One of the 115th Congress’s proudest moments was the passage of the Music Modernization Act (MMA). Few bills pass both the House of Representatives and the Senate unanimously, but in this case, Republicans and Democrats were willing and eager to protect musicians and businesses that seek to play music by simplifying the licensing process. By all accounts, the bill amounted to a resounding success. Unfortunately, however, a recent announcement from the Antitrust Division within the DOJ has some of the MMA’s biggest champions concerned that the improvements Congress made to the music licensing marketplace could be short-lived.
On July 28 and 29, the Antitrust Division will hold a series of panels to discuss competition in the licensing of public performance rights in the music industry. The event will focus largely on whether the antitrust consent decrees that govern the two largest music collectives are “inhibiting” the industry. This discussion is part of the Antitrust Division’s review of whether to maintain these consumer protections or ease them. Congress authored the MMA under the expectation that these decrees would remain in place as-is. As a former attorney in the Antitrust Division who studied these decrees at length, I believe that weakening or eliminating them would disrupt the entire marketplace’s functionality and undercut the reforms that Congress passed on a bipartisan basis through the MMA.
ASCAP and BMI are Performing Rights Organizations (PROs) – entities that license performing rights to the businesses which publicly perform music, including restaurants, retail stores, coffee shops, TV and radio broadcasters, and digital services like Spotify. Comprised of otherwise competing music publishers, these two organizations license 90-percent of all available music. Absent the decrees, competing music publishers banding together under the ASCAP and BMI banners would be not only harmful to consumers; it would also be illegal under the Sherman and Clayton Antitrust Acts.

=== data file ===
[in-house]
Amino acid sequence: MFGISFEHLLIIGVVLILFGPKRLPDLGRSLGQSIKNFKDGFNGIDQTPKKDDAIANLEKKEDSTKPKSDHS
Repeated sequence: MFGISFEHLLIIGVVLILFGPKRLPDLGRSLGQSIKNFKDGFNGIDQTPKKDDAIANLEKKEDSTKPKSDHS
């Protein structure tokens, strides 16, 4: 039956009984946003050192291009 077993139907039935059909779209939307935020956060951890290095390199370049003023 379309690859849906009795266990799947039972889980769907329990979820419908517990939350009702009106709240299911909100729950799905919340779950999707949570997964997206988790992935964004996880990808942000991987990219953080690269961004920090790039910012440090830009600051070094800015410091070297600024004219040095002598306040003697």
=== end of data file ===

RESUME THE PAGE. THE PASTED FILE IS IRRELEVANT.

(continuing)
The consent decrees provide safety rails to protect consumers and provide efficiencies for both businesses and music creators alike. Like the licensing system Congress created within the MMA for digital services, these antitrust remedies allow businesses to play everything within ASCAP and BMI’s repertoires by purchasing one blanket license.
Without the stability created by these decrees, the MMA would not have been possible. Businesses would continue to struggle to purchase the licenses they need, and performers would consequently have fewer places for their music to be heard. That’s why Congress, along with veterans of the DOJ’s Antitrust Division like me, was so puzzled that, less than two weeks after the House passed the MMA, the Antitrust Division began a Judgement Termination Program into the many consent decrees it manages. Perplexingly, the ASCAP and BMI decrees quickly became a focal point of its review process. This examination into their effectiveness occurred despite a recent and significant DOJ fine brought against ASCAP for predatory behavior, and irrespective of the fact that the Antitrust Division just completed a multi-year review of the ASCAP and BMI decrees in 2016, determining nothing about them should change.
For these reasons, then-House Chairman Bob Goodlatte, Senate Judiciary Chairman Chuck Grassley (R-Iowa), and House and Senate Judiciary Ranking Members Jerrold Nadler (D-N.Y.) and Dianne Feinstein (D-Calif.) sent a letter to the Justice Department’s Antitrust Division expressing concerns. In the letter, they made clear that, “destabilization of the music marketplace” through altering the decrees “would undermine our efforts on the Music Modernization Act.” Before the MMA passed the Senate, they also made sure to include language that ensured Congress would have more input into the DOJ’s review process in an abundance of caution.
Two full years have come and gone, and yet the DOJ is still reviewing the ASCAP and BMI decrees. Its recent announcement of an upcoming public workshop on the issue has only magnified the concerns previously expressed during the initiation of the Termination Program over the possibility that the Department may make significant changes to them.
AG Barr must recognize that weakening these decrees will not only harm musicians and businesses, but it would also compromise many of the benefits created by one of the most significant bipartisan congressional achievements in a generation. In the present day’s divided political climate, that is an outcome that everyone should want to avoid. Barr and his Antitrust Division should take a stand for bipartisanship by deciding against weakening these decrees.
David Balto is a public interest antitrust attorney based in Washington, D.C. He previously served as policy director at the Federal Trade Commission and as an attorney in the Justice Department's Antitrust Division. He is an expert in antitrust, consumer protection, and, intellectual property